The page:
"You are not dying," Eli said firmly. "You are having a very normal reaction to some very powerful medication. Breathe, Flynn, you're all right. Just breathe."

Flynn sunk miserably into the covers. Every inch of his skin hurt. His bones ached. His chest hurt. He felt too nauseous even to throw up. And his head felt as if it was being squeezed in a vise.

Eli watched as Flynn's eyelids fluttered. There was really nothing that helped with the medication's side effects; the simple fact was that Flynn needed the drug despite how miserable it made him in the short term. The alternative was a classic migraine, two or three days of pain and vomiting. Eli remembered all too well the headaches Flynn had had when they were first together.

Flynn might despise the Imitrex injections from the bottom of his heart, but even he acknowledged their value. They had given him back literally days of his life.

Flynn slept until early evening. He awoke to the familiar sounds of the television downstairs, Eli puttering in the kitchen, the occasional whoosh of a passing car and the gentle drizzle of rain on the roof. He rolled his head gingerly and was relieved to find that the awful throb and nausea were gone.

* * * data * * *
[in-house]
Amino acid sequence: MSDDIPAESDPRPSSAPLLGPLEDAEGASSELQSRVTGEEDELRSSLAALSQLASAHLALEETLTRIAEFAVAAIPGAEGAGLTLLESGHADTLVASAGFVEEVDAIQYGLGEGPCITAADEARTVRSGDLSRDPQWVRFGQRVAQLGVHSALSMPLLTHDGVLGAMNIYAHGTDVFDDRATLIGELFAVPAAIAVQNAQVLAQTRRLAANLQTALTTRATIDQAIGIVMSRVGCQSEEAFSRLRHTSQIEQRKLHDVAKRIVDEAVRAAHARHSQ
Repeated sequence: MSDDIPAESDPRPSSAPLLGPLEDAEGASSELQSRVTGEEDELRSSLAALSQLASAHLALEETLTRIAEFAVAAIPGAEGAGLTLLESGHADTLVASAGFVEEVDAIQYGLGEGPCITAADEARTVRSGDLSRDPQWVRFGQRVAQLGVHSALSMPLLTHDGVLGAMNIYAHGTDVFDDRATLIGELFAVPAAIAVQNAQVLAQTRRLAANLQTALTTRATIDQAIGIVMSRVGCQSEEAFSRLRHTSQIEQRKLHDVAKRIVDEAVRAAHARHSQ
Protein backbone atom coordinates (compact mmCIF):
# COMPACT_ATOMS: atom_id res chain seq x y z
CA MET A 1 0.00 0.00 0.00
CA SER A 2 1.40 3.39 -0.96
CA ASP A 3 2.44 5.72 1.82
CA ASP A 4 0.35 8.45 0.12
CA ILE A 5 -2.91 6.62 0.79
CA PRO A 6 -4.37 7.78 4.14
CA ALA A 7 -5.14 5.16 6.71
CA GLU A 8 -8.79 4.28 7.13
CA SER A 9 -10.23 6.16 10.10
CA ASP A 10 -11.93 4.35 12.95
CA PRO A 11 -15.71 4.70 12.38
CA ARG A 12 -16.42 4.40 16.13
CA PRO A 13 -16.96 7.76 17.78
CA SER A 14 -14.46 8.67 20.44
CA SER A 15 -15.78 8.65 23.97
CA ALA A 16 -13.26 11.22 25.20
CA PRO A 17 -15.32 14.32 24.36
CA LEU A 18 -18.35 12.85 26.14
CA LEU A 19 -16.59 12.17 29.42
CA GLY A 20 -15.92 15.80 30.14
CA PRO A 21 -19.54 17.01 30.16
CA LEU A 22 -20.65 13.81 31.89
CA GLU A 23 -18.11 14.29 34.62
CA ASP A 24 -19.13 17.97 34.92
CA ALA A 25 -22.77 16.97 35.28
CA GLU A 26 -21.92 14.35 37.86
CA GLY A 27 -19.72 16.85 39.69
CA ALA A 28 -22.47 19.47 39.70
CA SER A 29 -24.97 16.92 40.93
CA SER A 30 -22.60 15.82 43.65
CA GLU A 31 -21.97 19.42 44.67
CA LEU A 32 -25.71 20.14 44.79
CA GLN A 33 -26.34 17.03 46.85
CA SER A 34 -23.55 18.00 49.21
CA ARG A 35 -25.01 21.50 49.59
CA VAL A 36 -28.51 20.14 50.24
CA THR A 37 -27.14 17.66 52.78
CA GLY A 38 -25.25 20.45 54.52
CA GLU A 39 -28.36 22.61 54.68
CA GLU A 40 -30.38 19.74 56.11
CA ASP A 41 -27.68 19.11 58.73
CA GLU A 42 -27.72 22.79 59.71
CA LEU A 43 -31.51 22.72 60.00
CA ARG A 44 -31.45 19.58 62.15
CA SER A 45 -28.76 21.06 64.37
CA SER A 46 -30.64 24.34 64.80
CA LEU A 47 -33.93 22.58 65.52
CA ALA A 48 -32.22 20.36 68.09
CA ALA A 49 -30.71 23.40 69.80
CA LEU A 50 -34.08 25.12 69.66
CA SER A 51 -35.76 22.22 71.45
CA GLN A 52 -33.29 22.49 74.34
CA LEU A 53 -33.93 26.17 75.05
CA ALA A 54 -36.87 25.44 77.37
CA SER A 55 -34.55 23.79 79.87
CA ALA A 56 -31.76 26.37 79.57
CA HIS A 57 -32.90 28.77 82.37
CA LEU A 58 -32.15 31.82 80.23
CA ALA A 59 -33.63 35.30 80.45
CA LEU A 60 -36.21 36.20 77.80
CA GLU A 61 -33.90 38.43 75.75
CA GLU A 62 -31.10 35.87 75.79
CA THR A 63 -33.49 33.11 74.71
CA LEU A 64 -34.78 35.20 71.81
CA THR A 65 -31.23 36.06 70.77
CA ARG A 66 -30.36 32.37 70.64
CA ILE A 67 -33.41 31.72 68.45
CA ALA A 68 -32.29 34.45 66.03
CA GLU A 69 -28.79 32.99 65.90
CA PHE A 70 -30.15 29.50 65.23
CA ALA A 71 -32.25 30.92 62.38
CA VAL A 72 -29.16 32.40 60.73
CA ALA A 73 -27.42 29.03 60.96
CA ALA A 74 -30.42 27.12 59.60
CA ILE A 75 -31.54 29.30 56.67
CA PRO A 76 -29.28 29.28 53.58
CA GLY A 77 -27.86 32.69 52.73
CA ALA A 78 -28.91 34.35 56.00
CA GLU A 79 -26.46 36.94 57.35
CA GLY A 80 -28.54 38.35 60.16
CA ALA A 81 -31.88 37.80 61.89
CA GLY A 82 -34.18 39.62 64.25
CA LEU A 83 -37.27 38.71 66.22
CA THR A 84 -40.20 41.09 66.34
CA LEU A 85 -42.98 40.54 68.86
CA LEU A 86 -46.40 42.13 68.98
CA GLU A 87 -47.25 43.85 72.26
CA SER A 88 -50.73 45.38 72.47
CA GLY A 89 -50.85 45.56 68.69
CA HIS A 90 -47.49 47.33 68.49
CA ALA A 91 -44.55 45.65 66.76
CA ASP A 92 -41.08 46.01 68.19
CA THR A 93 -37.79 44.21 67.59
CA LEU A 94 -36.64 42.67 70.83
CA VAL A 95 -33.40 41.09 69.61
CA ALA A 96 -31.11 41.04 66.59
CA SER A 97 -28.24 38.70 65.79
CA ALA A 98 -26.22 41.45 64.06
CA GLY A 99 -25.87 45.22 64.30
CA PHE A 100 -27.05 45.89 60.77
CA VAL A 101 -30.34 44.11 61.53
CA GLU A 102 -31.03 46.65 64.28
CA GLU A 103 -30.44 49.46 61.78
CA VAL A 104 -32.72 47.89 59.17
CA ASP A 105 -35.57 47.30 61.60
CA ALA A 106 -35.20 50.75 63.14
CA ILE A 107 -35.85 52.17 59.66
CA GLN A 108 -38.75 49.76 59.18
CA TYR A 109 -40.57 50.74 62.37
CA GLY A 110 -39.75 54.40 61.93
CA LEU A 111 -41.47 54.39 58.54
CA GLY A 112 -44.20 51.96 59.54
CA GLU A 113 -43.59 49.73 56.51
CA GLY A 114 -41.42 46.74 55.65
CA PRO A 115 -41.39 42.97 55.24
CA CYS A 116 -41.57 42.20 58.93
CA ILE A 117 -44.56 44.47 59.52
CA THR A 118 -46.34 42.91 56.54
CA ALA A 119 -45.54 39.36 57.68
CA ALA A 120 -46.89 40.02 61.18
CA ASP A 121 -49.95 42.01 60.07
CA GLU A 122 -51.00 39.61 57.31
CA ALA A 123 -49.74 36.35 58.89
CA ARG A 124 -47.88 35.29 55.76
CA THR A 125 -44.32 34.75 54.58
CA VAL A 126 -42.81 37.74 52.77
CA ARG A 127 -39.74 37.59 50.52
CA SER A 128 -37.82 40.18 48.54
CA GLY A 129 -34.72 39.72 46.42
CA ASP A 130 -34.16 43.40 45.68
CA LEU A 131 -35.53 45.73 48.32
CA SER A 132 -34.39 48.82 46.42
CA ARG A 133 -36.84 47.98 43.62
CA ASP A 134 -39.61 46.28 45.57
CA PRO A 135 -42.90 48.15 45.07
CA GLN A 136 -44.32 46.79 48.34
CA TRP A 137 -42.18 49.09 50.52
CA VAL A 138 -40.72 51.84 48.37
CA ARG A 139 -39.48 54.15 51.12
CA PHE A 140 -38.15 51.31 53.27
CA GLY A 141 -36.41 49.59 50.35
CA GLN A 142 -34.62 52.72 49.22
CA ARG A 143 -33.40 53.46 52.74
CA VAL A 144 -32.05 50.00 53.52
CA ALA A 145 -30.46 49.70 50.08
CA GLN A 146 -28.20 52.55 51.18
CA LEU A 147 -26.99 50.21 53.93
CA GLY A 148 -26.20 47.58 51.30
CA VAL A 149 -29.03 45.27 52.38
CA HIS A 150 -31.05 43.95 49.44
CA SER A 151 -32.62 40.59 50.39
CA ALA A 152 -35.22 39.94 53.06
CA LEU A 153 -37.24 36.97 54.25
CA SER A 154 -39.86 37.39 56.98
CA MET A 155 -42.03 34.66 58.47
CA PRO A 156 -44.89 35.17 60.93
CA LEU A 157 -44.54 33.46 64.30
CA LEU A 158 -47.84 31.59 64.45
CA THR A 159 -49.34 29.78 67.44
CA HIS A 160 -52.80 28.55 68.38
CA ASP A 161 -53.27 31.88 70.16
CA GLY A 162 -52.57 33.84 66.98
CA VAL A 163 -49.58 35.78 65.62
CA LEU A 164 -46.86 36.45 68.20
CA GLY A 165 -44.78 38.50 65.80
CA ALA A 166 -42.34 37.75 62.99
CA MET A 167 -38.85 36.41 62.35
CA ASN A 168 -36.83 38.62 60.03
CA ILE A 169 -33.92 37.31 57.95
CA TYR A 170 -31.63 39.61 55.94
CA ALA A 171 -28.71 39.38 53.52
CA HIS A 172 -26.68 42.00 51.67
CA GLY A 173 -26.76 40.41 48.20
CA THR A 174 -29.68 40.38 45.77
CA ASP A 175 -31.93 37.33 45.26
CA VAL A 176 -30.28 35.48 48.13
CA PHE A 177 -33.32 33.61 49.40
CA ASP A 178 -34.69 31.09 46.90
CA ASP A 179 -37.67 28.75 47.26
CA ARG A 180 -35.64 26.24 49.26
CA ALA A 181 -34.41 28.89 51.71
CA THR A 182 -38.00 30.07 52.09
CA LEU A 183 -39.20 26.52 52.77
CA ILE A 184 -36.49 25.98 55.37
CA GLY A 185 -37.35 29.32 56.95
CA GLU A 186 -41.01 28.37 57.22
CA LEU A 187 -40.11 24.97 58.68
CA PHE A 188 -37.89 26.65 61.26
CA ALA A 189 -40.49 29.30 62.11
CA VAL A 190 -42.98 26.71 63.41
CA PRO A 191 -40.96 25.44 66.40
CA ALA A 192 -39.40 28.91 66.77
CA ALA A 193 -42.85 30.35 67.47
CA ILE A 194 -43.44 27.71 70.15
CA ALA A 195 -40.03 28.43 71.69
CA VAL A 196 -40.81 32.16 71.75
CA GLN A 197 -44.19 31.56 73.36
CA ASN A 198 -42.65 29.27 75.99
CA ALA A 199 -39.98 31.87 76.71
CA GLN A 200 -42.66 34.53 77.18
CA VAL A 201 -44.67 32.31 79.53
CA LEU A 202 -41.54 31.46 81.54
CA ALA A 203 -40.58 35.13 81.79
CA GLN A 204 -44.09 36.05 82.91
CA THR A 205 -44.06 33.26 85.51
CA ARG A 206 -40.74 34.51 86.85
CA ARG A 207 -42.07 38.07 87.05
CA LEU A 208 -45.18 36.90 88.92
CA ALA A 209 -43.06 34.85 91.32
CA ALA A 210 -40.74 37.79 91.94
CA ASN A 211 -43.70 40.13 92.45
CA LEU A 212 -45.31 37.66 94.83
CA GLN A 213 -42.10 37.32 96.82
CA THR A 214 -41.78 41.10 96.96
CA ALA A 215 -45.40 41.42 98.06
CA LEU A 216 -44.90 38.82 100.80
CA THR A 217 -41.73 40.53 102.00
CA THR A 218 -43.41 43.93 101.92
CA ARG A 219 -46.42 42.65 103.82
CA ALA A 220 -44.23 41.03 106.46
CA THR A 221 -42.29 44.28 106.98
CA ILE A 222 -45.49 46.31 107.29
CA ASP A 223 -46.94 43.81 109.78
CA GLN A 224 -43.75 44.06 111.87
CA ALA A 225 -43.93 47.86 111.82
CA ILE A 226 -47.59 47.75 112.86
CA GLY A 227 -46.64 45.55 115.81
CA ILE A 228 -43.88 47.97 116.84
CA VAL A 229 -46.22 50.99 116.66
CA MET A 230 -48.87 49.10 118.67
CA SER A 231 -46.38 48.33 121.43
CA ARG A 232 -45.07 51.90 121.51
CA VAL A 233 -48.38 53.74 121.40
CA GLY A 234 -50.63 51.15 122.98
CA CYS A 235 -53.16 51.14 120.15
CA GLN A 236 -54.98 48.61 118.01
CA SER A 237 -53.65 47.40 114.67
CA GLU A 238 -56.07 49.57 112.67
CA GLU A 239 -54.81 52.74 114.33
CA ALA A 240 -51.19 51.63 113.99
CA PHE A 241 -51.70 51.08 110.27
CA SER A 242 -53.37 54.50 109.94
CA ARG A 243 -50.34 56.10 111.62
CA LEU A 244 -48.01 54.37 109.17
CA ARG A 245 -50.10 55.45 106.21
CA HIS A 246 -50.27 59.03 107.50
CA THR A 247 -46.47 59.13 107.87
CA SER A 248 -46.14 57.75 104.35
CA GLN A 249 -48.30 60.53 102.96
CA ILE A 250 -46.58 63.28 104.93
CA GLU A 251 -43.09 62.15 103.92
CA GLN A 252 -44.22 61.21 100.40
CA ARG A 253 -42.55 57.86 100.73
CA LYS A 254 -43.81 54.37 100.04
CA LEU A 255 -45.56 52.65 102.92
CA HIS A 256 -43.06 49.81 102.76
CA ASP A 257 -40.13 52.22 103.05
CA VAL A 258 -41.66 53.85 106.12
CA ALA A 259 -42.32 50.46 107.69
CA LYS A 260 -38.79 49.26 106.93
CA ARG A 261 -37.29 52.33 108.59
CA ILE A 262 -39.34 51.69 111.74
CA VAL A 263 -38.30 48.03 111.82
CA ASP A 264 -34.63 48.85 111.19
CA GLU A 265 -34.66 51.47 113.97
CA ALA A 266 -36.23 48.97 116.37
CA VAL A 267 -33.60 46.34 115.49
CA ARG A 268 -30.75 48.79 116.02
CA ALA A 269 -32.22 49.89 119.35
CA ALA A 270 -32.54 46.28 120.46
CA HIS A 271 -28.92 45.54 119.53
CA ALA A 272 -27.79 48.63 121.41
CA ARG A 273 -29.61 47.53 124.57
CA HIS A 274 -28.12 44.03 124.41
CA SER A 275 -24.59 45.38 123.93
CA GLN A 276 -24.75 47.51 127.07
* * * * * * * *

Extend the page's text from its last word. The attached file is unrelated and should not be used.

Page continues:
Swinging himself upright and trudging to the bathroom, Flynn blessed the miracle that was Imitrex. While the side effects were awful, the relief it provided was undeniable.

The evening was chilly. Flynn stepped back into his jeans, thrust his feet into his fleecy slippers and shrugged into a flannel shirt. Feeling sheepish and incredibly thirsty, he padded downstairs.

"How's my boy?" Eli asked, folding Flynn into a hug. Flynn rubbed his cheek against Eli's shoulder.